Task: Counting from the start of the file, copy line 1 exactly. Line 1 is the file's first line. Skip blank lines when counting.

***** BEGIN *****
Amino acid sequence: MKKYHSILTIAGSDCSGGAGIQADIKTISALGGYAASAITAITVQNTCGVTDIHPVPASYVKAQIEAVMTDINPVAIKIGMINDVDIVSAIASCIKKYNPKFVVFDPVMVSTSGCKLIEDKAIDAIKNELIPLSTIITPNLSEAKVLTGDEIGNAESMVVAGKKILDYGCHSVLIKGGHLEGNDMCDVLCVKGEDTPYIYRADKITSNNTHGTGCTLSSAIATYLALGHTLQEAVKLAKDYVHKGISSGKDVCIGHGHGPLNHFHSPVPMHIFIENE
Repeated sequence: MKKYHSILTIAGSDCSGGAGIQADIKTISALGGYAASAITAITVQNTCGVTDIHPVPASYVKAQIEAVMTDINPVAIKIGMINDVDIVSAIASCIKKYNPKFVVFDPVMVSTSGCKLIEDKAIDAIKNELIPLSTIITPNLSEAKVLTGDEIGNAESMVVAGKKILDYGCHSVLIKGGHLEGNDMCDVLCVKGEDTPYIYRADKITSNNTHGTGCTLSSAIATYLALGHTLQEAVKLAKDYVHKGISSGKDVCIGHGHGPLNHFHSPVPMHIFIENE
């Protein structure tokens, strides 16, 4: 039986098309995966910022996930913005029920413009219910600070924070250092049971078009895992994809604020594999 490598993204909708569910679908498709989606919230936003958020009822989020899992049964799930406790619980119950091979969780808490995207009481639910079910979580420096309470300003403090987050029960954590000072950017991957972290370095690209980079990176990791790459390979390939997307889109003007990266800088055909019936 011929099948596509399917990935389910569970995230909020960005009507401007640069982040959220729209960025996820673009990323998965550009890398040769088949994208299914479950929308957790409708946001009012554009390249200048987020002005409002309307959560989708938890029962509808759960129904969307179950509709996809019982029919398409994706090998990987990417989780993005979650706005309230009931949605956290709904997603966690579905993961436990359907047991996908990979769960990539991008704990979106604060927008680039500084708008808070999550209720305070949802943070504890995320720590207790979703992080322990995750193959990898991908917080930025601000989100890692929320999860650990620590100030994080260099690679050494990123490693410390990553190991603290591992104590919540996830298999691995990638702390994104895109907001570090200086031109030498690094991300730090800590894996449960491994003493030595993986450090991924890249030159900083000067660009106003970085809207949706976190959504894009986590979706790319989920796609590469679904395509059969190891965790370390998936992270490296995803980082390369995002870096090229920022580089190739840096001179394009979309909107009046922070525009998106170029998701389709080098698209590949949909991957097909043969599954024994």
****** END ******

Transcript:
Amino acid sequence: MKKYHSILTIAGSDCSGGAGIQADIKTISALGGYAASAITAITVQNTCGVTDIHPVPASYVKAQIEAVMTDINPVAIKIGMINDVDIVSAIASCIKKYNPKFVVFDPVMVSTSGCKLIEDKAIDAIKNELIPLSTIITPNLSEAKVLTGDEIGNAESMVVAGKKILDYGCHSVLIKGGHLEGNDMCDVLCVKGEDTPYIYRADKITSNNTHGTGCTLSSAIATYLALGHTLQEAVKLAKDYVHKGISSGKDVCIGHGHGPLNHFHSPVPMHIFIENE